Home » Stocks May Be In For A Wild Week of Trading Starting on March 25, 2024

Stocks May Be In For A Wild Week of Trading Starting on March 25, 2024

Subscribe to The Free Market Chronicle and join the 2,717 subscribers getting it for FREE!


#Stocks –

#Macro – $SPX, $NDX, #PCE, #BalanceSheet

Mike’s Reading The Markets Macro Subscription Service on Seeking Alpha

Some Recent Titles:


It will be a strange week, given the calendar’s lunar eclipse on Monday and the market’s closure on Friday. Add to that a PCE report on Friday, the day the market is closed, and a Jay Powell interview on the same day. I can’t see why Jay Powell would opt to interview on the same day as the PCE report and when the market is closed. It seems odd. I also can’t see why the market should be closed on the same day as a significant economic report. I get it is a holiday, but it is not a federal holiday, so data from the government will be released regardless of the market calendar.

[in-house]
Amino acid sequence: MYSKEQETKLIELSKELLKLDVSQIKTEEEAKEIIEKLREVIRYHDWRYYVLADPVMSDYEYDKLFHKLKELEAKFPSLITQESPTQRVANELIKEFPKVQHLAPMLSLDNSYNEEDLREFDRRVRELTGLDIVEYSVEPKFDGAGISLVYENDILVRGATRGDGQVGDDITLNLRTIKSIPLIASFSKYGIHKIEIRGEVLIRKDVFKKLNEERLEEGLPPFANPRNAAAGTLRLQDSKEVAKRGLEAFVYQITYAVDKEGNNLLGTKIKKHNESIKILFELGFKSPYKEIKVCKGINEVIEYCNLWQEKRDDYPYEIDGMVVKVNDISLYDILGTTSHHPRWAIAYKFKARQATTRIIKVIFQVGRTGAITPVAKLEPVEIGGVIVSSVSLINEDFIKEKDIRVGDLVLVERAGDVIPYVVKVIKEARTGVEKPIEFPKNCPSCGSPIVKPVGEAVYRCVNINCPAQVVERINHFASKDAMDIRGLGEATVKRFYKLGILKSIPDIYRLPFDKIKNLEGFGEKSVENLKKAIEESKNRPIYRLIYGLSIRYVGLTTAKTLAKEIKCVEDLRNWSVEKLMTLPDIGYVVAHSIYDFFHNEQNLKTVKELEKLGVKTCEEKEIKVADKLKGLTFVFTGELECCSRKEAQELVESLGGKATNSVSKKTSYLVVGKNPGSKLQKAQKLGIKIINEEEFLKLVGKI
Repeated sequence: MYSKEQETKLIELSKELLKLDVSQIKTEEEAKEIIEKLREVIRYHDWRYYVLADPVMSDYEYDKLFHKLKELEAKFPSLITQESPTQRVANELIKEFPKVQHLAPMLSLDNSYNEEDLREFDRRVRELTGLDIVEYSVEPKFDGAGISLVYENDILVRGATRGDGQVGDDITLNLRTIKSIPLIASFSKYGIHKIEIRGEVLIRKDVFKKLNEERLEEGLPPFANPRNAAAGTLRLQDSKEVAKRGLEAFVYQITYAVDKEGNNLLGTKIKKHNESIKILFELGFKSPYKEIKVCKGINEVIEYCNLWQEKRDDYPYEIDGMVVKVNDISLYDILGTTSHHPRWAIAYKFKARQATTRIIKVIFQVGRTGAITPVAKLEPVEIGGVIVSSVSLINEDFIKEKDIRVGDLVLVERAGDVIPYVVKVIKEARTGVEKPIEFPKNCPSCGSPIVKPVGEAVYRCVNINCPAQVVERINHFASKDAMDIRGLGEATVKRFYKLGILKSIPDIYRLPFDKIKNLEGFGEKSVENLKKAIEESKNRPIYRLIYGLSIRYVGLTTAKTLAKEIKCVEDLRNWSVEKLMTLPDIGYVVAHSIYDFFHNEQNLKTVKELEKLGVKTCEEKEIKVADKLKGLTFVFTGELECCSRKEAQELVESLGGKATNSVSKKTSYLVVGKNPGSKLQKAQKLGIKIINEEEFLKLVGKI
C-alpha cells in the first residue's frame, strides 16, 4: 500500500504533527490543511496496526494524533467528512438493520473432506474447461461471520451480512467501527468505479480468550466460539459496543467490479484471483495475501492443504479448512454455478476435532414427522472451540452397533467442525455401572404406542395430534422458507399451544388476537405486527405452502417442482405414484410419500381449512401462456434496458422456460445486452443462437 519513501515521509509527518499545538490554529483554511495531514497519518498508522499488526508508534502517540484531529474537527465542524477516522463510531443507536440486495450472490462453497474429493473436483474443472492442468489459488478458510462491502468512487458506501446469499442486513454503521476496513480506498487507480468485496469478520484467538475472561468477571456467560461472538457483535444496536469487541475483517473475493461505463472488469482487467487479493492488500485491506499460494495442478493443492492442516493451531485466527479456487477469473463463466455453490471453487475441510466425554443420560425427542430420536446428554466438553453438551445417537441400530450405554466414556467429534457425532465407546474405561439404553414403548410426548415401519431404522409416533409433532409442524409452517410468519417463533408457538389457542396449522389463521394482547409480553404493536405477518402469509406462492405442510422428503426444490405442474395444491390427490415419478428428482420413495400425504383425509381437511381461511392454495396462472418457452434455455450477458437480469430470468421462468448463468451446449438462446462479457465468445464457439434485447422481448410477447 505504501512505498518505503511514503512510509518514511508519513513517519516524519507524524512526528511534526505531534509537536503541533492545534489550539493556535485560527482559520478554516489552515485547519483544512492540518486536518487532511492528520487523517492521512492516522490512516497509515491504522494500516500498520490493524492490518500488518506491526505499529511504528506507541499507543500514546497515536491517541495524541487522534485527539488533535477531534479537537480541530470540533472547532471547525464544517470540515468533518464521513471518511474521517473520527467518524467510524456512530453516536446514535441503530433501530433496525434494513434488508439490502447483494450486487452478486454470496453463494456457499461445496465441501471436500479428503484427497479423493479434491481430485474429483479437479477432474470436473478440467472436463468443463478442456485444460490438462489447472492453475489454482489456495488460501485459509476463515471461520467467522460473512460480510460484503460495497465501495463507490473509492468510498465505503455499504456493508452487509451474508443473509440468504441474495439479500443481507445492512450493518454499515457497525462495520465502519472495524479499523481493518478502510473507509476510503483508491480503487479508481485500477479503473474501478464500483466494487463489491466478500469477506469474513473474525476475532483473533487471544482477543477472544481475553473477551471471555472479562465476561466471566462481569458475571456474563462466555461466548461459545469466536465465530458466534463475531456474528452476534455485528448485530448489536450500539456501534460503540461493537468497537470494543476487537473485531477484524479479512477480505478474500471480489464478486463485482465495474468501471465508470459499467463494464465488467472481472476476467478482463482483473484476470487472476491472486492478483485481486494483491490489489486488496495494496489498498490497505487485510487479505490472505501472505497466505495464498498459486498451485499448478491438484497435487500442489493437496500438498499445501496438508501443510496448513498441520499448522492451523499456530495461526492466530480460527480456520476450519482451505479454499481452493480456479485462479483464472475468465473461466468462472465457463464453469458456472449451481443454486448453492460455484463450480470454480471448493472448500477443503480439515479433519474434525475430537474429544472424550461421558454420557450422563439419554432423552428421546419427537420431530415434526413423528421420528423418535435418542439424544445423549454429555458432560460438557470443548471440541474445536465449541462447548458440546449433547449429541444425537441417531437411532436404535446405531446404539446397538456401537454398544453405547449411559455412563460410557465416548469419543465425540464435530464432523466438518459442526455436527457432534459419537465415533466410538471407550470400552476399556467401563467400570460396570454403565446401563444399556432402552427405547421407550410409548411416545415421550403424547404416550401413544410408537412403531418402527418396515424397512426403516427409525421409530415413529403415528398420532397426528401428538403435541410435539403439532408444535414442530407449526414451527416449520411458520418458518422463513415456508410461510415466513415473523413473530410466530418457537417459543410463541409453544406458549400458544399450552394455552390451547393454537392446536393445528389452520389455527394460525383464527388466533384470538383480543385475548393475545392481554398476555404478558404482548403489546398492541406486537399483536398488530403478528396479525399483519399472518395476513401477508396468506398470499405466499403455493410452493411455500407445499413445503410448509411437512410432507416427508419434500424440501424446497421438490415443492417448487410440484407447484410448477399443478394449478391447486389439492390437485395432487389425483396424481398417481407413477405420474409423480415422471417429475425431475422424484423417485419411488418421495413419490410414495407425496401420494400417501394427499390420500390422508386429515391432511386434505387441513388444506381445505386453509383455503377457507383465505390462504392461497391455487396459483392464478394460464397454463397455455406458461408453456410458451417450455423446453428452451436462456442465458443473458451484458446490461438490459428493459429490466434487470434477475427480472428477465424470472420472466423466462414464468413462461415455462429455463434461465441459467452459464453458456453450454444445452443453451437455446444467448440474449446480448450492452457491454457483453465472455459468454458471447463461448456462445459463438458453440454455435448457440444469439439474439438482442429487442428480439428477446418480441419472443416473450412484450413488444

The PCE report is expected to show a gain of 0.4% in February, up from 0.3% m/m in January, and a rise of 2.5% y/y from 2.4% last month. Core PCE is expected to drop to 0.3% from 0.4% m/m and is in line with the previous month at 2.8% y/y. It is pretty tough to say that the slowing in inflation has continued on the core PCE with the second month in a row above 0.2%.

If the estimates come in as expected, it would push the 3-month rate of change up to 3.5% from 2.6% and the 6-month rate of change up to 2.9% from 2.5%. This is probably why Atlanta Fed Governor Bostic was out on Friday and now only sees one rate cut in 2024, down from his previous expectations of 2. 

This is pretty much what the Fed has done the entire cycle since they first started raising rates in March 2022, which was to overpromise and under-deliver. The Fed, in its dot plots as rates were rising, also seemed to be low, and those dots just continuously rose throughout 2022 and 2023 until they finally hit the end of the cycle. At this point, it seems like the Fed is promising more rate cuts than what is likely to be given and that, over time, they will continue to walk those rate cuts back. My guess is that by we get to the May meeting, most officials will be hinting at just two rate cuts, and by the June SEP, it firmly shows two cuts, not this mixed bag that the Fed gave this past month.